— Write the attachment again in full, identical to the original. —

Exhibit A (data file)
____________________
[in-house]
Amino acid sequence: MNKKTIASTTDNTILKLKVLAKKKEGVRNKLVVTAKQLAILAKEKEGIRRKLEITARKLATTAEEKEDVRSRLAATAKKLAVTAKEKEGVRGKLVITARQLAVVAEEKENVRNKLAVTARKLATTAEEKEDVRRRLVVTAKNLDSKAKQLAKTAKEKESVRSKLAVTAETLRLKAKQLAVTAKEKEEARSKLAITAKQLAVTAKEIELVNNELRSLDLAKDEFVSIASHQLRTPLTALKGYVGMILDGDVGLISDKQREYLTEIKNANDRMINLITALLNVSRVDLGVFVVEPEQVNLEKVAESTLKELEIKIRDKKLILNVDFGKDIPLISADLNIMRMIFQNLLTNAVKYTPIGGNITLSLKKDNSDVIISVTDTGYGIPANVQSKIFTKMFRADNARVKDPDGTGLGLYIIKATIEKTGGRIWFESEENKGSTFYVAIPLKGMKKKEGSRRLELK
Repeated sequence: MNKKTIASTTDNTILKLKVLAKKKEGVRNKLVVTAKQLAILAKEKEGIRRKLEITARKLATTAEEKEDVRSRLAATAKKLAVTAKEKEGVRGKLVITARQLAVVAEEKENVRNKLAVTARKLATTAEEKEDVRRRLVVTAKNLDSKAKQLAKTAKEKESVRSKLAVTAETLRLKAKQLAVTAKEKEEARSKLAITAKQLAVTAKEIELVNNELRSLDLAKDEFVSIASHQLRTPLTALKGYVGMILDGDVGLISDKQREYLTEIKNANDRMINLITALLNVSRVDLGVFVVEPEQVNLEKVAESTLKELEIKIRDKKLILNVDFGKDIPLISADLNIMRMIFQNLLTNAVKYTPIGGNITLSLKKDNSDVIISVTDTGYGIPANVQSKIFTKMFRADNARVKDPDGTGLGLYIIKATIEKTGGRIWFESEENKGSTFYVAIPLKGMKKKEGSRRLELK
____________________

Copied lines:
[in-house]
Amino acid sequence: MNKKTIASTTDNTILKLKVLAKKKEGVRNKLVVTAKQLAILAKEKEGIRRKLEITARKLATTAEEKEDVRSRLAATAKKLAVTAKEKEGVRGKLVITARQLAVVAEEKENVRNKLAVTARKLATTAEEKEDVRRRLVVTAKNLDSKAKQLAKTAKEKESVRSKLAVTAETLRLKAKQLAVTAKEKEEARSKLAITAKQLAVTAKEIELVNNELRSLDLAKDEFVSIASHQLRTPLTALKGYVGMILDGDVGLISDKQREYLTEIKNANDRMINLITALLNVSRVDLGVFVVEPEQVNLEKVAESTLKELEIKIRDKKLILNVDFGKDIPLISADLNIMRMIFQNLLTNAVKYTPIGGNITLSLKKDNSDVIISVTDTGYGIPANVQSKIFTKMFRADNARVKDPDGTGLGLYIIKATIEKTGGRIWFESEENKGSTFYVAIPLKGMKKKEGSRRLELK
Repeated sequence: MNKKTIASTTDNTILKLKVLAKKKEGVRNKLVVTAKQLAILAKEKEGIRRKLEITARKLATTAEEKEDVRSRLAATAKKLAVTAKEKEGVRGKLVITARQLAVVAEEKENVRNKLAVTARKLATTAEEKEDVRRRLVVTAKNLDSKAKQLAKTAKEKESVRSKLAVTAETLRLKAKQLAVTAKEKEEARSKLAITAKQLAVTAKEIELVNNELRSLDLAKDEFVSIASHQLRTPLTALKGYVGMILDGDVGLISDKQREYLTEIKNANDRMINLITALLNVSRVDLGVFVVEPEQVNLEKVAESTLKELEIKIRDKKLILNVDFGKDIPLISADLNIMRMIFQNLLTNAVKYTPIGGNITLSLKKDNSDVIISVTDTGYGIPANVQSKIFTKMFRADNARVKDPDGTGLGLYIIKATIEKTGGRIWFESEENKGSTFYVAIPLKGMKKKEGSRRLELK